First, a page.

Zimbabwe: First Capital reports net interest income growth of 87%

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Leading financial services company, First Capital Bank (FCA) reported strong growth in net interest income (NII) which jumped 87%, driven by the recovery in general economic fundamentals.

Presenting the group’s annual performance for the year 2021, FCA chief executive Ciaran McSharry said the group’s net profit increased to ZWL$2,418 million from ZWL$1,291 million recorded in the past year. a comparative period in 2021.

In banking terms, this type of income is high quality since the NII is a financial performance that reflects the difference between the income generated by a bank’s interest-bearing assets and the expenses associated with paying its interest-bearing liabilities.

In simple terms, it is the excess income generated by interest earned on assets over interest paid on deposits that constitutes net interest income.

By comparison, unfunded revenue just grew 33% in the reporting period.

“The Bank recorded an increase in total revenue in real terms of 39%, to end the year at ZW$7.5 billion compared to ZW$5.4 billion in 2020. This was supported by a positive development core revenue, representing strong earnings quality and improved sustainability of operations,” McSharry said.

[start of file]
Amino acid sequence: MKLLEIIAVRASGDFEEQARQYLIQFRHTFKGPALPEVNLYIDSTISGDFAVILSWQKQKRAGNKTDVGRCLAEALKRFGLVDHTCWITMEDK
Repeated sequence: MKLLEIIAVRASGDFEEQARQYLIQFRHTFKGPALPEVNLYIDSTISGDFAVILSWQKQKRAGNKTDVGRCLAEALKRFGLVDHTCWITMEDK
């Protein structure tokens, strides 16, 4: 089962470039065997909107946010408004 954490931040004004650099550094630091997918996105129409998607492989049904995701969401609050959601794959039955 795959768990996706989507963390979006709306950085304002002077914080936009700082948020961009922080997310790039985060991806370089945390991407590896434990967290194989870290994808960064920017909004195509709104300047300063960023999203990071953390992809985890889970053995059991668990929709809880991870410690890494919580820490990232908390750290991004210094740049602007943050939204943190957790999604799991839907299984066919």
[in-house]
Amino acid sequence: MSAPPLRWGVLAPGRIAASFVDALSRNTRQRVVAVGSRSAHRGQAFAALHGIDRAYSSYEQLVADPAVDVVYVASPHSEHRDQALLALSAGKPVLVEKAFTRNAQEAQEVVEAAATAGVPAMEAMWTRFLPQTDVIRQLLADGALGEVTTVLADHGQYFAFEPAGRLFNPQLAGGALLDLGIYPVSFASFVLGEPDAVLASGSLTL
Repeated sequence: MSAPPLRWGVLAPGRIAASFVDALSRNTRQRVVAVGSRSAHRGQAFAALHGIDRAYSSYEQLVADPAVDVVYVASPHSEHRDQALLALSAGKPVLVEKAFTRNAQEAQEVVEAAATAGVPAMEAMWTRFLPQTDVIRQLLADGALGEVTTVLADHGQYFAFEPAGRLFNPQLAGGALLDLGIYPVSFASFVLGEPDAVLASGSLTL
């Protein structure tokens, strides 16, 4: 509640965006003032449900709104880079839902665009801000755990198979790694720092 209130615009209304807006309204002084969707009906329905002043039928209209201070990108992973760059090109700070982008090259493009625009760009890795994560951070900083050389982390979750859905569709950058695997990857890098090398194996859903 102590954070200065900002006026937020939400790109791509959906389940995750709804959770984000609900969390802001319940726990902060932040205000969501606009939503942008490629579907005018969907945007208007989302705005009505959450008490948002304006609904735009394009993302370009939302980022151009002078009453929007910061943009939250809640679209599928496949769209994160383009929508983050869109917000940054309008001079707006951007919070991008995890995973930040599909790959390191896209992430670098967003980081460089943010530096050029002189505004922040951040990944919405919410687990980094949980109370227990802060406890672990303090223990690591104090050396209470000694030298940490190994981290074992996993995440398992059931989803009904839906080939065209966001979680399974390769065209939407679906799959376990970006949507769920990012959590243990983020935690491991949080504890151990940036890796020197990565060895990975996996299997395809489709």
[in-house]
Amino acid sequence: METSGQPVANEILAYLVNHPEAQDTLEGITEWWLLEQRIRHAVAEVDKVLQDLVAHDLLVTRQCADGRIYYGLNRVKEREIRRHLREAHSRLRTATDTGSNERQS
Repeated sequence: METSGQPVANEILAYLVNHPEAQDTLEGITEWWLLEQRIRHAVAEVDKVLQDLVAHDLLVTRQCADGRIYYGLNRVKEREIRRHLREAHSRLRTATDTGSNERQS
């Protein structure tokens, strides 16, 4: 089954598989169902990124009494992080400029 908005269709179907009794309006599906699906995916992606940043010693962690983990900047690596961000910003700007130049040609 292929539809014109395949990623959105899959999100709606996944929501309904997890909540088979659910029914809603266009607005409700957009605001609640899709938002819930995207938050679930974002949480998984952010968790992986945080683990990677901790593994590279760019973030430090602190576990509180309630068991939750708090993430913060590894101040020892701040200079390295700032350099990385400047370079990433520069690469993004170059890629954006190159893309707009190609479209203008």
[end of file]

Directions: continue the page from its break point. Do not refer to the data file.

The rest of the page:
The bank acknowledged the positive impact of economic policies which saw restrictive fiscal and monetary policy with inflation falling to 51.5% at the end of the third quarter of 2021 from 106.6% at the end of the first half of the year. year.

The FCA said as a result capacity utilization would have peaked at 61% with timid growth in external sector performance – exports at 28% up from H1 2021 levels amid growth in the sector miner which saw gold deliveries to Fidelity reach 19.7 tonnes.

The main bank attributed the minimum stability in exchange rates posted for the most to the impact of the Reserve Bank of Zimbabwe’s foreign exchange auctions for most of the year.

“The tight monetary policy regime is expected to persist over the medium term to stem inflation in the wake of increased government infrastructure and social spending.

In this environment, the Bank will exercise caution in expanding its balance sheet to ensure that a sufficient buffer is maintained on its capital and liquidity position to deal with stressors,” McSharry added. .